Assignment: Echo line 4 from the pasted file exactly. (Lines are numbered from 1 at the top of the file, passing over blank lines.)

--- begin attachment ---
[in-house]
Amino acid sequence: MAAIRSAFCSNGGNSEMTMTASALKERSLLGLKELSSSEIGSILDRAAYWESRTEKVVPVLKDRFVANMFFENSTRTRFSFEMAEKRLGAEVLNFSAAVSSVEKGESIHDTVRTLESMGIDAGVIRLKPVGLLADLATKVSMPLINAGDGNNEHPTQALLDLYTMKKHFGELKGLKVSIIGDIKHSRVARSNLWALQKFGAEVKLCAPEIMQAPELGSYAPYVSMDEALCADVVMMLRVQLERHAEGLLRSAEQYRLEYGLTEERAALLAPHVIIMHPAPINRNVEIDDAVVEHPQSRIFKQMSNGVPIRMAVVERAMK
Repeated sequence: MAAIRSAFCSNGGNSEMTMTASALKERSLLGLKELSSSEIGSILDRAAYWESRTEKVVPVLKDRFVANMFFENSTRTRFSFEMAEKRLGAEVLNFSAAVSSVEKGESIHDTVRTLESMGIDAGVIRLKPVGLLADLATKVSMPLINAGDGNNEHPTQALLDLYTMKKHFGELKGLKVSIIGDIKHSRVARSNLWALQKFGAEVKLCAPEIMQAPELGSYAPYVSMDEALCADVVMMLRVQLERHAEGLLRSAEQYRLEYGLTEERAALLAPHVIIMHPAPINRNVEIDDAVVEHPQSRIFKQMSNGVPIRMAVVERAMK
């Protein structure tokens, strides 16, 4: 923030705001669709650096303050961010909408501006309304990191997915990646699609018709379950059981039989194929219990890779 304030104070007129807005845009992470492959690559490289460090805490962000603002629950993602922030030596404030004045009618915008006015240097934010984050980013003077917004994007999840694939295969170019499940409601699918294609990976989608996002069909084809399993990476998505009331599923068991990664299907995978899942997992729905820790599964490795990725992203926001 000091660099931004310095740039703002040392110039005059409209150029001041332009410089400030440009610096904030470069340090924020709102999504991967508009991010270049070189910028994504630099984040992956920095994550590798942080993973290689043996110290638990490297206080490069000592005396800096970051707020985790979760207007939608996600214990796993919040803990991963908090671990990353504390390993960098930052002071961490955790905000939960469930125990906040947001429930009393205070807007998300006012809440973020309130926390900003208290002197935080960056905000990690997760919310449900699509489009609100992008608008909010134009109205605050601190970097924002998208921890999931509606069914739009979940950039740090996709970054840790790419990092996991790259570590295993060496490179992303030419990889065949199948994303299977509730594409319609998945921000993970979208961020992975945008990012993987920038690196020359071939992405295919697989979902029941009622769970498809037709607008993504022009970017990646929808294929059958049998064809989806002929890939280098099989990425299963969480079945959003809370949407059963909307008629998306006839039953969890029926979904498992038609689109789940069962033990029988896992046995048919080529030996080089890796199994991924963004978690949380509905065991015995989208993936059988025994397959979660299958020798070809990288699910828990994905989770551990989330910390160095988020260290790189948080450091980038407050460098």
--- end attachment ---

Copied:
């Protein structure tokens, strides 16, 4: 923030705001669709650096303050961010909408501006309304990191997915990646699609018709379950059981039989194929219990890779 304030104070007129807005845009992470492959690559490289460090805490962000603002629950993602922030030596404030004045009618915008006015240097934010984050980013003077917004994007999840694939295969170019499940409601699918294609990976989608996002069909084809399993990476998505009331599923068991990664299907995978899942997992729905820790599964490795990725992203926001 000091660099931004310095740039703002040392110039005059409209150029001041332009410089400030440009610096904030470069340090924020709102999504991967508009991010270049070189910028994504630099984040992956920095994550590798942080993973290689043996110290638990490297206080490069000592005396800096970051707020985790979760207007939608996600214990796993919040803990991963908090671990990353504390390993960098930052002071961490955790905000939960469930125990906040947001429930009393205070807007998300006012809440973020309130926390900003208290002197935080960056905000990690997760919310449900699509489009609100992008608008909010134009109205605050601190970097924002998208921890999931509606069914739009979940950039740090996709970054840790790419990092996991790259570590295993060496490179992303030419990889065949199948994303299977509730594409319609998945921000993970979208961020992975945008990012993987920038690196020359071939992405295919697989979902029941009622769970498809037709607008993504022009970017990646929808294929059958049998064809989806002929890939280098099989990425299963969480079945959003809370949407059963909307008629998306006839039953969890029926979904498992038609689109789940069962033990029988896992046995048919080529030996080089890796199994991924963004978690949380509905065991015995989208993936059988025994397959979660299958020798070809990288699910828990994905989770551990989330910390160095988020260290790189948080450091980038407050460098």